Nigeria’s oil production drops to 1.25mbpd, says OPEC


Nigeria’s daily oil production dipped further to 1.25 million barrels per day in May, a report by the Organisation of the Petroleum Exporting Countries has said.

This is despite the claim by the Federal Government and the Nigerian National Petroleum Company Limited that the country’s oil production has risen to 1.7mbpd.

OPEC data showed that Nigeria lost 30,000bpd as crude production dropped from 1.28mbpd in April to 1.25mpd in April.

Recently in May, the NNPC Group Chief Executive Officer, Mele Kyari, stated that crude production was nearing 1.7mbpd at the time

Kyari, who spoke during a stakeholders engagement between the Nigerian Association of Petroleum Explorationists and the NNPCL held in Lagos, said,  “As of today’s data, we’re inching to 1.7mbpd. We won’t celebrate this. On 17th of April 2020, our production, without doing anything, without drilling new wells, shot to 2.2mbpd. The difference was COVID-19. The thieves, the vandals, everybody went to sleep.”

But in its Monthly Oil Market Oil Report for May 2024, OPEC said it gathered from direct communication with the OPEC member country that Nigeria’s oil production had further gone down, though the figure stood at 1.42mbpd from data gathered from secondary sources.

The PUNCH reported earlier that Nigeria’s dwindling daily oil production turned the corner in April, rising marginally from 1.23 million barrels per day in March to 1.28mbpd, according to OPEC.

OPEC said Nigeria’s oil production added 50,000 barrels daily in April after it fell in recent times.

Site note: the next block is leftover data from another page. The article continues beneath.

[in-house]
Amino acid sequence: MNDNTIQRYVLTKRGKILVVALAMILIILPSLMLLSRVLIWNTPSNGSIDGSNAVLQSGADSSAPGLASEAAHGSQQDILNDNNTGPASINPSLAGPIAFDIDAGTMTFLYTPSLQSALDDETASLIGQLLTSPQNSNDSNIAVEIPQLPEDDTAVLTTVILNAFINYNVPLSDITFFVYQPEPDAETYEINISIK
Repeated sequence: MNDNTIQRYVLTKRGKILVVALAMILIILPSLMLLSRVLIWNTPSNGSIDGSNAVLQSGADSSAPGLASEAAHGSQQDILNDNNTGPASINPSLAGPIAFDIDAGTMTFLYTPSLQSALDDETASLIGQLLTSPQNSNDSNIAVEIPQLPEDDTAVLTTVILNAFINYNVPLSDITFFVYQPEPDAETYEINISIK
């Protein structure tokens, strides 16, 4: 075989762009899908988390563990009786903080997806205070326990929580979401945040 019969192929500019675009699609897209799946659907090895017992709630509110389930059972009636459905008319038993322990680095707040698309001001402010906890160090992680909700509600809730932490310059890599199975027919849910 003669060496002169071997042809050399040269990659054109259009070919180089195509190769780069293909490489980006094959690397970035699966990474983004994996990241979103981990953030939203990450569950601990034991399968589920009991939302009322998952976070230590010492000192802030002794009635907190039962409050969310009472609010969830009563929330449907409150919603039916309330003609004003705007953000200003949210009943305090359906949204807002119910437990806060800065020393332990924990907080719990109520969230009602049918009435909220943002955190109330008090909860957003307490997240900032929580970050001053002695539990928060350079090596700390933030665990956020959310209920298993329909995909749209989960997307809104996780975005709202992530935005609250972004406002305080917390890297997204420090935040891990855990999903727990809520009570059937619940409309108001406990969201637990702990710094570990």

The nation’s crude production fell from 1.32 million barrels per day in February to 1.23 million barrels per day in March.

Production dropped from 1.427mbpd in January to 1.322mbpd, according to direct sources.

The continuous drop in production came amid stakeholders’ concerns over the loss of revenue due to the failure of the government to ramp up production.

Recently, the Chairman of the Petroleum Technology Association of Nigeria, Wole Ogunsanya, said the country was losing a lot of revenue daily due to its inability to tackle dwindling oil production.

According to Ogunsanya, if Nigeria could retain between 60 and 70 per cent of the oil and gas value chain in the country, it stands a better chance of being among the top 20 economies in the world.

He pointed out that the country was underproducing to the tune of at least 500,000 barrels per day, which was a huge loss to the country.

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